"Stopping and Restarting Apache," from the Apache documentation: http://httpd.apache.org/docs/stopping.html.
The Red Hat Package Manager web site: http://www.rpm.org/.
Maximum RPM, by Ed Bailey (Red Hat Press).
"RPM-HOWTO," by Donnie Barnes: http://www.rpm.org/support/RPM-HOWTO.html.
CVS (Concurrent Versions System) resources:
http://www.cvshome.org/ is the home of the CVS project and includes a plethora of documentation. Of special interest is the Cederqvist, the official CVS manual, available at http://www.cvshome.org/docs/manual/.
Open Source Development with CVS, by Karl Fogel (Coriolis, Inc.). Most of the book is available online at http://cvsbook.red-bean.com/.
CVS Quick Reference Card: http://www.refcards.com/about/cvs.html.
daemontools, a collection of tools for managing Unix services: http://cr.yp.to/daemontools.html.
Log collecting and processing tools: http://www.apache-tools.com/search.jsp?keys=log.
cronolog, a log file-rotation program for the Apache web server: http://www.cronolog.org/.
mod_log_spread, which provides reliable distributed logging for Apache http://www.backhand.org/mod_log_spread/.
Spread, a wide area group communication system: http://www.spread.org/.
Recall, an open source library for writing distributed, fault-tolerant, replicated storage servers. A Recall-based server will allow you to save and access data even in the presence of machine failures. See http://www.fault-tolerant.org/recall/.
Chapters 2, 4, 9, 11, and 28 in UNIX System Administration Handbook, by Evi Nemeth, Garth Snyder, Scott Seebass, and Trent H. Hein (Prentice Hall).
Chapters 4 and 5 in Optimizing UNIX for Performance, by Amir H. Majidimehr (Prentice Hall).
To learn more about memory management, refer to a book that deals with operating system theory, and especially with the operating systems used on web server machines.
A good starting point is one of the classic textbooks used in operating system courses. For example:
Operating System Concepts, by Abraham Silberschatz and Peter Baer Galvin (John Wiley & Sons, Inc.).
Applied Operating System Concepts, by Abraham Silberschatz, Peter Baer Galvin, and Greg Gagne (John Wiley & Sons, Inc.).
Design of the Unix Operating System, by Maurice Bach (Prentice Hall).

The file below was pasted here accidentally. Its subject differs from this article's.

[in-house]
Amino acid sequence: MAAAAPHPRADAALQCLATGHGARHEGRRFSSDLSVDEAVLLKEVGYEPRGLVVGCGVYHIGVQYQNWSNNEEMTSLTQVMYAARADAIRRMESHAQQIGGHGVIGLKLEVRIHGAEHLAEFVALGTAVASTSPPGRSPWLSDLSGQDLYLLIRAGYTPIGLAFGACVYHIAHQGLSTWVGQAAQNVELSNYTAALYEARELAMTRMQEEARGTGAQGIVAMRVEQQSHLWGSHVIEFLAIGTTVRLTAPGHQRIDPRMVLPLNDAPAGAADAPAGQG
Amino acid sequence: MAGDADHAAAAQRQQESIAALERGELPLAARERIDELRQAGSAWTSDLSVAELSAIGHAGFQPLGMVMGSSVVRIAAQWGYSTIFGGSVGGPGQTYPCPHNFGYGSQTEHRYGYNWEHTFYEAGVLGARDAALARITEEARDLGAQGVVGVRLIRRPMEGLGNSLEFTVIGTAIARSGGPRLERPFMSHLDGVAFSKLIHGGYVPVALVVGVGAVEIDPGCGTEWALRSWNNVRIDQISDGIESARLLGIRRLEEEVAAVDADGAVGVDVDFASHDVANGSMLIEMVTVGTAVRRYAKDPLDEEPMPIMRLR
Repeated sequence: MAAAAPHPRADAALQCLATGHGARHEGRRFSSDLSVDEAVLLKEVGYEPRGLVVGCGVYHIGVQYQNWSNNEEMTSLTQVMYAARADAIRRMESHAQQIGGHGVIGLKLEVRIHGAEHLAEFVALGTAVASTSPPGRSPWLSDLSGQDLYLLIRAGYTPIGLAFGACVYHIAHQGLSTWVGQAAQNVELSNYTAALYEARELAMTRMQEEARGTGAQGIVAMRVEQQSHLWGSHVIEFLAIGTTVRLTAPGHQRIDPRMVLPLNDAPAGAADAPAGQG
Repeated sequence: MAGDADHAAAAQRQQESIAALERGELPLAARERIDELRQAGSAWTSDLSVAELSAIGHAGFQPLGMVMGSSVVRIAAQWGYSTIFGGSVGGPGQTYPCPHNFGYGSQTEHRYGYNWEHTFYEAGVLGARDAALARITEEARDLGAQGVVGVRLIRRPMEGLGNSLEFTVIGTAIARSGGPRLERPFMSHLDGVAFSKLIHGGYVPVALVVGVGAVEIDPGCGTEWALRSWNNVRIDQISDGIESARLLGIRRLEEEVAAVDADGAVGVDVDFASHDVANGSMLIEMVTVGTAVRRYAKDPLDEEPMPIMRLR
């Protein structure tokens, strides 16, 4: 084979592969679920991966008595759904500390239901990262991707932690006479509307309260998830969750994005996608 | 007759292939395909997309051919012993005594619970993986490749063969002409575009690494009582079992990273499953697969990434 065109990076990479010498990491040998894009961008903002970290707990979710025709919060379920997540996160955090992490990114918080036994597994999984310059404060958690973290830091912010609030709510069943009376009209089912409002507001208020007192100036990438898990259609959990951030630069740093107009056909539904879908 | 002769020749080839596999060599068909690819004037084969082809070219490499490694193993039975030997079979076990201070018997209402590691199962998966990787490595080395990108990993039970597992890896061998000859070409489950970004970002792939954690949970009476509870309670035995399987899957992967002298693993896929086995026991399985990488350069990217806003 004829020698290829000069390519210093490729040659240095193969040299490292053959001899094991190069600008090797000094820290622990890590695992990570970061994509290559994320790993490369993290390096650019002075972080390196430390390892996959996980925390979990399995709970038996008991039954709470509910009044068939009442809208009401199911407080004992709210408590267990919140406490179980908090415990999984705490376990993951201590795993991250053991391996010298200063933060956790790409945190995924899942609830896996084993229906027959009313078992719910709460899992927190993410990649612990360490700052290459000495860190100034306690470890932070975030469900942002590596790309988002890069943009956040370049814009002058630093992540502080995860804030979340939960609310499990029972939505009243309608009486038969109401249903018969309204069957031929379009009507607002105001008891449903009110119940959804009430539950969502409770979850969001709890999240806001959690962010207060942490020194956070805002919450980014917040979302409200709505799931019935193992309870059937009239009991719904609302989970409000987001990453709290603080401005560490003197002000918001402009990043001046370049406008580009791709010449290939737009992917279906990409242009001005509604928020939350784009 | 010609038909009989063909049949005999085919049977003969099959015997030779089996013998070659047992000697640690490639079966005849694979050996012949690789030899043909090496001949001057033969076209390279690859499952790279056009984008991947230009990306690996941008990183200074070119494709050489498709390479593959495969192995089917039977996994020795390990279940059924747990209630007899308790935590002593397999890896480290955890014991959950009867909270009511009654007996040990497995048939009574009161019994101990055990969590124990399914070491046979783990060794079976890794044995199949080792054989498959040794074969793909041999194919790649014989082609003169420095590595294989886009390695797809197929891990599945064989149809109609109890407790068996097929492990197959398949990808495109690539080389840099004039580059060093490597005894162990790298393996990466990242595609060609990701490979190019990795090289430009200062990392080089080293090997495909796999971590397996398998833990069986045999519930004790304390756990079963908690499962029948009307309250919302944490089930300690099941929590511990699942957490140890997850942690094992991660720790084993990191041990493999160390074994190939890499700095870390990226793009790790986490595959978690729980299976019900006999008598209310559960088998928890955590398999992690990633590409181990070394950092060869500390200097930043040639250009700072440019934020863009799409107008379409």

The Memory Management Reference at http://www.xanalys.com/software_tools/mm/ is also very helpful.
mod_backhand, which provides load balancing for Apache: http://www.backhand.org/mod_backhand/.
The High-Availability Linux Project, the definitive guide to load-balancing techniques: http://www.linux-ha.org/.
The Heartbeat project is a part of the HA Linux project.
lbnamed, a load-balancing name server written in Perl: http://www.stanford.edu/~riepel/lbnamed/ or http://www.stanford.edu/~schemers/docs/lbnamed/lbnamed.html.
"Network Address Translation and Networks: Virtual Servers (Load Balancing)": http://www.suse.de/~mha/linux-ip-nat/diplom/node4.html#SECTION00043100000000000000.
Linux Virtual Server Project: http://www.linuxvirtualserver.org/.
Linux and port forwarding: http://www.netfilter.org/ipchains/ or http://www.netfilter.org/.
"Efficient Support for P-HTTP in Cluster-Based Web Servers," by Mohit Aron and Willy Zwaenepoel, in Proceedings of the USENIX 1999 Annual Technical Conference, Monterey, CA, June 1999: http://www.cs.rice.edu/~druschel/usenix99lard.ps.gz or http://www.usenix.org/publications/library/proceedings/usenix99/full_papers/aron/aron_html/.
IP filter: http://coombs.anu.edu.au/~avalon/. The latest IP filter includes some simple load-balancing code that allows a round-robin distribution onto several machines via ipnat.
Perl modules available from http://www.modperl.com/book/source (not on CPAN):
Apache::BlockAgent, which allows you to block impolite web agents.
Apache::SpeedLimit, which allows you to limit indexing robots' speed.